My blog entries on trial practice boil down to relaxing and practicing, just as amazing taijiquan teacher Ben Lo reminds his students that the key foundation of excelling in taijiquan is “relax and practice“.
For relaxation, I mean active relaxation, not collapsing. Certainly, brittleness is useless, and hardness gives the opponent a great target. Even the heaviest boulder can be thrown far away with a well-placed lever.
Trial battle helps tell me how well my practice is going, where my practice should continue going, and what improvements should be made.
Through battle, we learn how messy the fight can get. For instance, when I studied in 1979 for my certificate to administer cardiopulmonary resuscitation (“CPR”), the instructor never told us that as we compress the chest during the administration of CPR, some people will have vomit come out of their mouths, the same mouths into which we are supposed to blow air when the person has stopped breathing. The CPR dolls on which we practiced did not vomit back; humans receiving CPR can vomit right back at their rescuers.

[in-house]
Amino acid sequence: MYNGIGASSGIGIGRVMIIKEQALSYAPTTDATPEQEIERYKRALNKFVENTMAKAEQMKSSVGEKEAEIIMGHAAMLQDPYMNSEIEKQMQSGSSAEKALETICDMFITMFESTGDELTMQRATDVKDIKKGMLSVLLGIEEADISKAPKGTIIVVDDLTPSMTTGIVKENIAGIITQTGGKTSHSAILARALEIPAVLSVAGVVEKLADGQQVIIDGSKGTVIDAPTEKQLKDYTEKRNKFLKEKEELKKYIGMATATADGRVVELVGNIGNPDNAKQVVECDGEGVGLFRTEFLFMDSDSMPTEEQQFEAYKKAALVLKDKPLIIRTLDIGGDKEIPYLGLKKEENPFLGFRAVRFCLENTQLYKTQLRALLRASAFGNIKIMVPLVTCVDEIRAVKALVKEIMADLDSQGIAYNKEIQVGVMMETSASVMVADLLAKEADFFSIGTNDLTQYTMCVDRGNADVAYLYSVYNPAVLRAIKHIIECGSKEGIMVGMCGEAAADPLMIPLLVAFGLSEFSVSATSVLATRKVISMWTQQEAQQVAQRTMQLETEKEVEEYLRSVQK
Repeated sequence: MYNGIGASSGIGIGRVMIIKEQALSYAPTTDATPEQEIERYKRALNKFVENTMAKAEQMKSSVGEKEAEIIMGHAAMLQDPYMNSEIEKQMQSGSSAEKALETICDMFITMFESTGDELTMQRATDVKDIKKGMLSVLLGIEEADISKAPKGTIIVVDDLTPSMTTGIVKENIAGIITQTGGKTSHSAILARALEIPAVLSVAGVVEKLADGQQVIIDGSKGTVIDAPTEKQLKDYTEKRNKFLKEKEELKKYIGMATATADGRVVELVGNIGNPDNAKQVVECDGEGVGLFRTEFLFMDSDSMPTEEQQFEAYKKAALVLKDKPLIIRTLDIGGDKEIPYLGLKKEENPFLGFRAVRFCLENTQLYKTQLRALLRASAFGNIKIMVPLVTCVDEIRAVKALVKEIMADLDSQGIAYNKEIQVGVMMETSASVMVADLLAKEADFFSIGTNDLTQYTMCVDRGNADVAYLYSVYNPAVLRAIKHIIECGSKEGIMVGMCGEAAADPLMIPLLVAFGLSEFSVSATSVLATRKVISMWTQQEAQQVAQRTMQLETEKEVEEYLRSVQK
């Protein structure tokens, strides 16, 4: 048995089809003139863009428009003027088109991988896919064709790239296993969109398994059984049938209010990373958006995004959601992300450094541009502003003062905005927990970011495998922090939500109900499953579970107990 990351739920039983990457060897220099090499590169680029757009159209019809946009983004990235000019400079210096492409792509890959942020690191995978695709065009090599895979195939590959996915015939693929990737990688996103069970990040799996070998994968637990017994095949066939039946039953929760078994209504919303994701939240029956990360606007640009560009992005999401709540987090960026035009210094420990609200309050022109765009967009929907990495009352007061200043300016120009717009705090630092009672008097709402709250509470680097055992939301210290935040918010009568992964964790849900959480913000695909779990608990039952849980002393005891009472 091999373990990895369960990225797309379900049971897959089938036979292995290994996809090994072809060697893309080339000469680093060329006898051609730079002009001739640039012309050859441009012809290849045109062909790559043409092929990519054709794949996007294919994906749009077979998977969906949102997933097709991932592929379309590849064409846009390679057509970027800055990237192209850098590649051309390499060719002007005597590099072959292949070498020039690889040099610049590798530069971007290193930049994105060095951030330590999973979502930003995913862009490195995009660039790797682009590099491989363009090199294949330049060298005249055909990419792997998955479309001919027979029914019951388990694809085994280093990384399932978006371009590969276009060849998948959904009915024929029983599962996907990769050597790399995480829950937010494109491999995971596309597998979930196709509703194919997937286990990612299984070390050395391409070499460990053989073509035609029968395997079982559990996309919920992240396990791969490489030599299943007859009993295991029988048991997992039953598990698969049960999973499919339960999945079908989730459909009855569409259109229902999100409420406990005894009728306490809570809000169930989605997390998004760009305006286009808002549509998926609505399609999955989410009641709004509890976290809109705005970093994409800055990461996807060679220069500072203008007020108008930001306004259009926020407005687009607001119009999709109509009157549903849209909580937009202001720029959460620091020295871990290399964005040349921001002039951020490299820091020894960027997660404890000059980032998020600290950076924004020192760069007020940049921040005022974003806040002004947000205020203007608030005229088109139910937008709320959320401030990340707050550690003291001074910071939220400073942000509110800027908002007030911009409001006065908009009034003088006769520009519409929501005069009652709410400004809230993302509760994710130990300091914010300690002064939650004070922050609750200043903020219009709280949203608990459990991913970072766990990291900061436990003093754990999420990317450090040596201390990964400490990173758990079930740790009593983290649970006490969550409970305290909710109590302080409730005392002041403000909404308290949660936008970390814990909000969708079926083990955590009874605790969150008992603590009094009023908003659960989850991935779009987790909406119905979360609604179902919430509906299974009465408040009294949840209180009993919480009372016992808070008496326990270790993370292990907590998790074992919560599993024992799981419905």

Trial battle can come with proverbial vomit, or like taijiquan master Ben Lo says: “No pain, no gain. No burn, no earn.” My client may have omitted telling me a key piece of information no matter how much I urge my clients to give me full and honest answers to my questions. Some prosecutors and their witnesses may try throwing dirt in my eyes against court rules or against honorable fighting practices. Not all judges are as neutral, fair, and law-following as they should be.
If a lawyer does not want to smell or even get hit with proverbial vomit, s/he should stay out of trial work. Appeal work is a more genteel, while intellectually intense, type of litigation practice that lets the litigants read about the vomit in the court record and write about it in court filings without smelling or touching the vomit. However, a criminal case does not get to the appeal stage before proceedings go forward in the trial court, with or without vomit.
The very act of practicing can bring messes. I can go outside early in the morning to practice taijiquan only to learn that the nastily-biting flies are in force or that a thunderstorm has just started. I can spar with taijiquan opponents where some follow our teachers’ rules of sparring, and others use grab holds that go against those rules and can unnecessarily injure, regardless of why they deviate from those rules.
In Cheng Hsin: Principles of Effortless Power, Peter Ralston makes total sense in declaring that problems between people “are really a parallel to what occurs in martial interaction and in fighting.” If this is so, how can a trial lawyer afford not to learn, study, practice and apply martial arts in court? Choose the martial art you want, but forego martial arts in court at your own peril.
Relax and practice, and deal with the vomit.